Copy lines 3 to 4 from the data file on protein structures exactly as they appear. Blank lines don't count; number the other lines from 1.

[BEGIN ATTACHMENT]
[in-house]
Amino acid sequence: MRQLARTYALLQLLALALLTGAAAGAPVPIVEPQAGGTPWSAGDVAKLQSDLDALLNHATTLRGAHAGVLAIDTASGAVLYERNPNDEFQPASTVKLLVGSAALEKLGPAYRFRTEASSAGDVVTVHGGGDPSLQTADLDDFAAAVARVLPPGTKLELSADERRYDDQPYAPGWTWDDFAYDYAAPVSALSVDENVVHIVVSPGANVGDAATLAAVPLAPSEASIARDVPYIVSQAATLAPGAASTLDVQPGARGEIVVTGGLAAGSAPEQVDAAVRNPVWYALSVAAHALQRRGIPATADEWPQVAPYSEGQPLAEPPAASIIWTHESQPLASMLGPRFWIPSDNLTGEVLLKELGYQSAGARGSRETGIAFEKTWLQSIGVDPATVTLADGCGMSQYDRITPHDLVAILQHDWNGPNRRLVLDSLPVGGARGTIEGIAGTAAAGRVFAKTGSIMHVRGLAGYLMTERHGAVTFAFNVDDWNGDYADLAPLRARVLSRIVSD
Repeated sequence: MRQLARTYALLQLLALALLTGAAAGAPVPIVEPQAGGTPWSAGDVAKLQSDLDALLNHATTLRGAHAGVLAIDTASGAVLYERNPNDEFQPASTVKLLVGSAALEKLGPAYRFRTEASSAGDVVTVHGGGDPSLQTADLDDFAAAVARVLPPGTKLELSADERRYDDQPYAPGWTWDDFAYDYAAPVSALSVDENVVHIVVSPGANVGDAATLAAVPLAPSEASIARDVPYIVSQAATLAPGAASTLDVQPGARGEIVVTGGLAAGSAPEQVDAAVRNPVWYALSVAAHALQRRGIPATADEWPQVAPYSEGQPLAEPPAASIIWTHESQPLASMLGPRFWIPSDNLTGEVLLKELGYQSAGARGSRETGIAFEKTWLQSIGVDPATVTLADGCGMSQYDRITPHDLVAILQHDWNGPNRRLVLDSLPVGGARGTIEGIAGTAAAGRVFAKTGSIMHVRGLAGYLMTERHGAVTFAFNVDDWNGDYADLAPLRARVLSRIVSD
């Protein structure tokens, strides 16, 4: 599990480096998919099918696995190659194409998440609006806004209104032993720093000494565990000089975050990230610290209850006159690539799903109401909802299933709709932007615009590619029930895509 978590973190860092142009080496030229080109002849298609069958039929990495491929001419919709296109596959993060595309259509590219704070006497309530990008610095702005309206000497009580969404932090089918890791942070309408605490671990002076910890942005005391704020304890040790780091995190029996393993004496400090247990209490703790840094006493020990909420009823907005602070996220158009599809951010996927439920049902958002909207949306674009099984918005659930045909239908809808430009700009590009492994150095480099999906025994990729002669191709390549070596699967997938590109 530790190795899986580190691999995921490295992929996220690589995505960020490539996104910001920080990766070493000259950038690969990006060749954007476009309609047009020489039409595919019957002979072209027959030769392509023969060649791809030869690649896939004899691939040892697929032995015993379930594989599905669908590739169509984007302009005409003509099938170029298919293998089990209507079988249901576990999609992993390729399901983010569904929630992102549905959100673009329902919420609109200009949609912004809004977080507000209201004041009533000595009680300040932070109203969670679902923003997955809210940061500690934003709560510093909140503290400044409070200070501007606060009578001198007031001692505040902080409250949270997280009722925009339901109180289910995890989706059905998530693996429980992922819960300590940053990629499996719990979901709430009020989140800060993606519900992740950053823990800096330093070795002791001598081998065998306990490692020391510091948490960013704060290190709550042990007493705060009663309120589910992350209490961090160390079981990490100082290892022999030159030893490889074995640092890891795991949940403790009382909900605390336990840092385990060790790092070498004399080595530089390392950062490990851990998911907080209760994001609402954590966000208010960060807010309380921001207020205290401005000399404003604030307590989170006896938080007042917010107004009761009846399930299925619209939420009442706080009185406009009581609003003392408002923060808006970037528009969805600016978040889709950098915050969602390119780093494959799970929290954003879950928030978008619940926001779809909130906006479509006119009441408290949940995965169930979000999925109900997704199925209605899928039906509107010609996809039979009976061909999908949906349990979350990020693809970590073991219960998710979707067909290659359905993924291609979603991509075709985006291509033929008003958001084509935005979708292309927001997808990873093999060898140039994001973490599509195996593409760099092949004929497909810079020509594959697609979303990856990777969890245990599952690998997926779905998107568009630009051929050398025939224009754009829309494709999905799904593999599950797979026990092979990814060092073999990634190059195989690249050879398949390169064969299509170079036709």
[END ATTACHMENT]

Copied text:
Repeated sequence: MRQLARTYALLQLLALALLTGAAAGAPVPIVEPQAGGTPWSAGDVAKLQSDLDALLNHATTLRGAHAGVLAIDTASGAVLYERNPNDEFQPASTVKLLVGSAALEKLGPAYRFRTEASSAGDVVTVHGGGDPSLQTADLDDFAAAVARVLPPGTKLELSADERRYDDQPYAPGWTWDDFAYDYAAPVSALSVDENVVHIVVSPGANVGDAATLAAVPLAPSEASIARDVPYIVSQAATLAPGAASTLDVQPGARGEIVVTGGLAAGSAPEQVDAAVRNPVWYALSVAAHALQRRGIPATADEWPQVAPYSEGQPLAEPPAASIIWTHESQPLASMLGPRFWIPSDNLTGEVLLKELGYQSAGARGSRETGIAFEKTWLQSIGVDPATVTLADGCGMSQYDRITPHDLVAILQHDWNGPNRRLVLDSLPVGGARGTIEGIAGTAAAGRVFAKTGSIMHVRGLAGYLMTERHGAVTFAFNVDDWNGDYADLAPLRARVLSRIVSD
């Protein structure tokens, strides 16, 4: 599990480096998919099918696995190659194409998440609006806004209104032993720093000494565990000089975050990230610290209850006159690539799903109401909802299933709709932007615009590619029930895509 978590973190860092142009080496030229080109002849298609069958039929990495491929001419919709296109596959993060595309259509590219704070006497309530990008610095702005309206000497009580969404932090089918890791942070309408605490671990002076910890942005005391704020304890040790780091995190029996393993004496400090247990209490703790840094006493020990909420009823907005602070996220158009599809951010996927439920049902958002909207949306674009099984918005659930045909239908809808430009700009590009492994150095480099999906025994990729002669191709390549070596699967997938590109 530790190795899986580190691999995921490295992929996220690589995505960020490539996104910001920080990766070493000259950038690969990006060749954007476009309609047009020489039409595919019957002979072209027959030769392509023969060649791809030869690649896939004899691939040892697929032995015993379930594989599905669908590739169509984007302009005409003509099938170029298919293998089990209507079988249901576990999609992993390729399901983010569904929630992102549905959100673009329902919420609109200009949609912004809004977080507000209201004041009533000595009680300040932070109203969670679902923003997955809210940061500690934003709560510093909140503290400044409070200070501007606060009578001198007031001692505040902080409250949270997280009722925009339901109180289910995890989706059905998530693996429980992922819960300590940053990629499996719990979901709430009020989140800060993606519900992740950053823990800096330093070795002791001598081998065998306990490692020391510091948490960013704060290190709550042990007493705060009663309120589910992350209490961090160390079981990490100082290892022999030159030893490889074995640092890891795991949940403790009382909900605390336990840092385990060790790092070498004399080595530089390392950062490990851990998911907080209760994001609402954590966000208010960060807010309380921001207020205290401005000399404003604030307590989170006896938080007042917010107004009761009846399930299925619209939420009442706080009185406009009581609003003392408002923060808006970037528009969805600016978040889709950098915050969602390119780093494959799970929290954003879950928030978008619940926001779809909130906006479509006119009441408290949940995965169930979000999925109900997704199925209605899928039906509107010609996809039979009976061909999908949906349990979350990020693809970590073991219960998710979707067909290659359905993924291609979603991509075709985006291509033929008003958001084509935005979708292309927001997808990873093999060898140039994001973490599509195996593409760099092949004929497909810079020509594959697609979303990856990777969890245990599952690998997926779905998107568009630009051929050398025939224009754009829309494709999905799904593999599950797979026990092979990814060092073999990634190059195989690249050879398949390169064969299509170079036709």